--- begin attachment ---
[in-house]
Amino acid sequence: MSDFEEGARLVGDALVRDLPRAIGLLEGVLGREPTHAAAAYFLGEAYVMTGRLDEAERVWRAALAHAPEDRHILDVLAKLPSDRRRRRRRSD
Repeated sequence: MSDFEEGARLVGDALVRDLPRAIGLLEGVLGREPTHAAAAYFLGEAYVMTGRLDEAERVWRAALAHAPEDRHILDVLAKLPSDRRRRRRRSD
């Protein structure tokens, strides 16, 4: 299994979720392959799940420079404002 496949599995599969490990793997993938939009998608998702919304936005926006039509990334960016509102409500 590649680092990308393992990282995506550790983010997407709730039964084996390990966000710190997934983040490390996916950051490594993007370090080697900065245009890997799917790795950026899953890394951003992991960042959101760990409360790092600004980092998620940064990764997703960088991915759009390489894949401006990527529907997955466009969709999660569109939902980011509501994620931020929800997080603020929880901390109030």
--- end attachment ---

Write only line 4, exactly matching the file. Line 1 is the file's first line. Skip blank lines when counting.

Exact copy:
């Protein structure tokens, strides 16, 4: 299994979720392959799940420079404002 496949599995599969490990793997993938939009998608998702919304936005926006039509990334960016509102409500 590649680092990308393992990282995506550790983010997407709730039964084996390990966000710190997934983040490390996916950051490594993007370090080697900065245009890997799917790795950026899953890394951003992991960042959101760990409360790092600004980092998620940064990764997703960088991915759009390489894949401006990527529907997955466009969709999660569109939902980011509501994620931020929800997080603020929880901390109030």